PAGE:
Suspects accused of felony fraud and conspiracy in plot to pay for better marks at Diablo Valley College
Contra Costa County prosecutors have charged 34 current and former Diablo Valley College students with felony fraud and conspiracy in a cash-for-grades scheme that could imprison some for years.
Police were arresting suspects across California, and a number were in custody at County Jail in Martinez.
Julian Revilleza, who investigators said was a ringleader, was charged with 23 felonies and could be sentenced to nearly 70 years in prison if convicted.
He was not in custody Tuesday afternoon, but his bail was set at $575,000. Revilleza is believed to be a student at Cal Poly San Luis Obispo.
The ringleaders took in thousands of dollars and had a constant flow of customers, documents show.
Prosecutors say students met with ringleaders in malls, gyms and supermarkets, handing over hundreds of dollars in plain white envelopes, according to criminal complaints filed this week.
Prosecutors declined to comment on the charges but released a written statement outlining the allegations. Court proceedings for some of the suspects are due to begin this morning in Martinez
DVC administrators said Tuesday that they have finished their own in-depth audit of the scandal and sent corrected transcripts to every university that accepted one of the implicated students. The school also has rescinded several DVC degrees and certificates.
"This is what we've been working toward," said Helen Benjamin, chancellor of the Contra Costa Community College District, who noted
DVC investigators found unauthorized grade changes dating to 2000, with hundreds of dollars paid for each alteration. None of the charges referred to the changes made before 2001.
The charges illustrate the wide-ranging nature of the scandal, which has embarrassed the college and harmed its reputation among university registrars and regional accreditors. According to the complaints, students used the falsified transcripts to transfer to universities including UC Berkeley, UC Davis and San Francisco State.
Court documents also revealed what was, at times, a cloak-and-dagger operation and how far some students were willing to go to ensure they would transfer to a four-year university.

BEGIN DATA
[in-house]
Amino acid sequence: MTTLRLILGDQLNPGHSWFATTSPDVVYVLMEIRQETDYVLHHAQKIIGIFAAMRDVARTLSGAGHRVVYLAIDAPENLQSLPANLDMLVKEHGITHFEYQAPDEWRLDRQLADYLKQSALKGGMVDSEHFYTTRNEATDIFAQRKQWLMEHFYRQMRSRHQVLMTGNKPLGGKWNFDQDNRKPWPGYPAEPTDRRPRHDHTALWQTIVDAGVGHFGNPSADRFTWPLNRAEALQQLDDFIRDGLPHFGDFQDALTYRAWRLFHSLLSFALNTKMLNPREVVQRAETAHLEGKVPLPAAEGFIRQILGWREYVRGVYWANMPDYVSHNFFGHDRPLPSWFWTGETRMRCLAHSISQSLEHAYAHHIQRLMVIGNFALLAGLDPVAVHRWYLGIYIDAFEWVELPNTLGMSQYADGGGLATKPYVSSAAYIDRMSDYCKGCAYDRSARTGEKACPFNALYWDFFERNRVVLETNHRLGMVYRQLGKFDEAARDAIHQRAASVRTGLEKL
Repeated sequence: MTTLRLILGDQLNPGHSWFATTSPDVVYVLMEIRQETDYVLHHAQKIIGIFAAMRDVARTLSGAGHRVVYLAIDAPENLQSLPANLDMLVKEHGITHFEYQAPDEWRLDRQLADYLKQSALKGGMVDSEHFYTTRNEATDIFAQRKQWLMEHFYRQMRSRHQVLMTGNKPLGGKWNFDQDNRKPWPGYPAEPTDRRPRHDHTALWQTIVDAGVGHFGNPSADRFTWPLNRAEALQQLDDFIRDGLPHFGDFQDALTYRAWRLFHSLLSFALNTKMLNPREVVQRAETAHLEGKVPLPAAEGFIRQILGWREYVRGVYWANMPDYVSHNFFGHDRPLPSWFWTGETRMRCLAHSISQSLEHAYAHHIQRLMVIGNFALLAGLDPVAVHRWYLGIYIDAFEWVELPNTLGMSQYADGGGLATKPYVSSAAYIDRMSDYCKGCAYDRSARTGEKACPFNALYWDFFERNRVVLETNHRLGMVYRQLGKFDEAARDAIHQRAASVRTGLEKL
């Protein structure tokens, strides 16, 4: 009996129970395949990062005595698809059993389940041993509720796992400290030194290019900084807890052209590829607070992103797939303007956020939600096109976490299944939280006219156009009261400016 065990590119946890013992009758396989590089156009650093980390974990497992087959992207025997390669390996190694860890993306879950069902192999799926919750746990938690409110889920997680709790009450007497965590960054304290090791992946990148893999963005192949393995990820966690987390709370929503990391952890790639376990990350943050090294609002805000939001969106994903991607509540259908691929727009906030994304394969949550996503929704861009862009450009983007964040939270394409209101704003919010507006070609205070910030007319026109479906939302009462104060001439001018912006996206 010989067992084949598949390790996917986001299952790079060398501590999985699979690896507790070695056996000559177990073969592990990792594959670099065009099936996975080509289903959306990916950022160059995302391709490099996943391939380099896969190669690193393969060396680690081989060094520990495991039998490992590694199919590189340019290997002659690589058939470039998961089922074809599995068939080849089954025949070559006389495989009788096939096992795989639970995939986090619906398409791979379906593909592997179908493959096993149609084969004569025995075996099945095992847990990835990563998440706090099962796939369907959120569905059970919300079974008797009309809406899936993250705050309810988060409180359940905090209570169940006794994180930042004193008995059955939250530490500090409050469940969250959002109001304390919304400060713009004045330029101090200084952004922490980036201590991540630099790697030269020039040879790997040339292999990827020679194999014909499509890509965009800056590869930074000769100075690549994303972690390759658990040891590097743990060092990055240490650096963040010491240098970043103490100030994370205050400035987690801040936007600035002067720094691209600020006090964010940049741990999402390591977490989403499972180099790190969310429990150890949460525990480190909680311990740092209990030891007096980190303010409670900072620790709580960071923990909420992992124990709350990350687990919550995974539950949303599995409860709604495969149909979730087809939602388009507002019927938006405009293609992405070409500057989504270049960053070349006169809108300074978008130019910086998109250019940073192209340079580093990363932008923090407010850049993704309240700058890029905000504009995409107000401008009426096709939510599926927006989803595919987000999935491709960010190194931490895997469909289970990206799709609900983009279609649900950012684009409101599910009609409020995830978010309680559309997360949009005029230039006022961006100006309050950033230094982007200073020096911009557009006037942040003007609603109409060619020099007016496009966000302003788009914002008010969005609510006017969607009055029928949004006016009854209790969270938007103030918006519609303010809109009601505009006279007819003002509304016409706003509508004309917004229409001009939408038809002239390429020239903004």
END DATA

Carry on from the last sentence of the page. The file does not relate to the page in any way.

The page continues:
One man, now a student at San Francisco State, used his credit card to withdraw $4,000 in cash to pay a suspected ringleader, Francis Antonio, for at least 15 grade changes, prosecutors said.
Documents also show that many of the suspects lied to investigators after the scheme was uncovered in January 2006. According to the complaints, in one case "Revilleza told them to lie to the police when they went in for their interview and make up a story about being approached by a male in the library."
Revilleza was not in custody Tuesday afternoon and could not be reached for comment. Several other accused students did not return phone calls Tuesday or declined jailhouse interviews.
Former student Tejvinder Virk, who was charged, "will pay me either Friday or Saturday," Revilleza reportedly wrote to another suspect, Jeremy Tato, in February 2006. "More lined up for you on Thursday."
Other accusations show that Revilleza and others met with students at stores and a gym to offer grade changes for hundreds of dollars. In some cases, the organizers allowed students to pay in installments.
The long-running plot, revealed by the Times in January, was fostered by the college's wide-open grade-management system. Nearly 90 people, including student employees, were authorized to change grades at DVC and the district's other two colleges, Contra Costa and Los Medanos.
Investigators discovered that a handful of Los Medanos grades had been changed from DVC computers. Some of the changes were made by students who were not authorized to alter transcripts but secretly used the computers of those who were allowed to change grades.
After the discovery of the plot, district leaders quickly cut the number of authorized users to 11. But administrators said Tuesday that one of those 11 people was recently discovered altering her grades at Contra Costa College and had been fired.
Officials at several universities said Tuesday that they had received corrected DVC transcripts and were asking students to explain the changes. Both San Francisco State and UC Davis received five corrections, representatives said.
At UC Davis, three of the suspects had been admitted recently for the upcoming fall semester, said Sue Wilbur, director of undergraduate admissions for the 10-campus UC system. A total of 135 DVC students have announced plans to attend the Davis campus next year.
"If the students are unable to explain to our satisfaction, their offers of admission will be rescinded," Wilbur said.
The names, ages, hometowns and current school, if known, of 34 current and former DVC students charged with felonies: